Jonathan Levav of Columbia Business School in New York and his colleagues analyzed 1,112 parole hearings for inmates of four Israeli prisons, made by eight judges over a ten-month period.The article, as all scientific articles do, includes the appropriate dose of skepticism. And it's obviously wrong to presume that the judges are too harsh when they're hungry; after all, they might be too lenient when full.
Judges' days were divided into three sessions broken by two meal breaks -- a morning snack and lunch. Judges decided when to break, but had no control over the ordering of cases, which was determined by when a prisoner's attorney arrived.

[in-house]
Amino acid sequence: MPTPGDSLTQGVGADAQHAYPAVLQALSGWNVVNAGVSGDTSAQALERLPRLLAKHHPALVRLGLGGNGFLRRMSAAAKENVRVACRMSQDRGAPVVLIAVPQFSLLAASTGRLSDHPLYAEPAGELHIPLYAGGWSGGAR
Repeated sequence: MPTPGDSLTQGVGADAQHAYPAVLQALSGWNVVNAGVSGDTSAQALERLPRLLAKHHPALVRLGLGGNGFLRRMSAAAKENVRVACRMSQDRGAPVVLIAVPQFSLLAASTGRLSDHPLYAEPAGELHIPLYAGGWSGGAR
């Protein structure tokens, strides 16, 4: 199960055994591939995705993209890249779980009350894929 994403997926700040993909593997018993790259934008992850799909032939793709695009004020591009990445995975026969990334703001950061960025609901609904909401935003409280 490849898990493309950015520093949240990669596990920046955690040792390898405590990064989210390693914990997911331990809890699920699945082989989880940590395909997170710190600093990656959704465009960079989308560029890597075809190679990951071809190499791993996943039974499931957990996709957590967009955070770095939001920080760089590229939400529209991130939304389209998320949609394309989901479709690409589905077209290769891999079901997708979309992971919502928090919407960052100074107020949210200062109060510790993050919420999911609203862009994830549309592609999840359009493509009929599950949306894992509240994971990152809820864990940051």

At the beginning of a session, a prisoner had a 65% chance of being paroled, the authors found. This declined to almost zero by the end of a session, and leaped back to 65% after a break.
The severity of the crime, the time served in prison, any previous incarcerations, and the availability of rehabilitation programs were not enough to explain the effect on the probability of parole, and the nationality or sex of a prisoner made no difference. The findings are published this week in the Proceedings of the National Academy of Sciences.
Still, it makes one wonder what would happen if courts instituted mandatory snack breaks.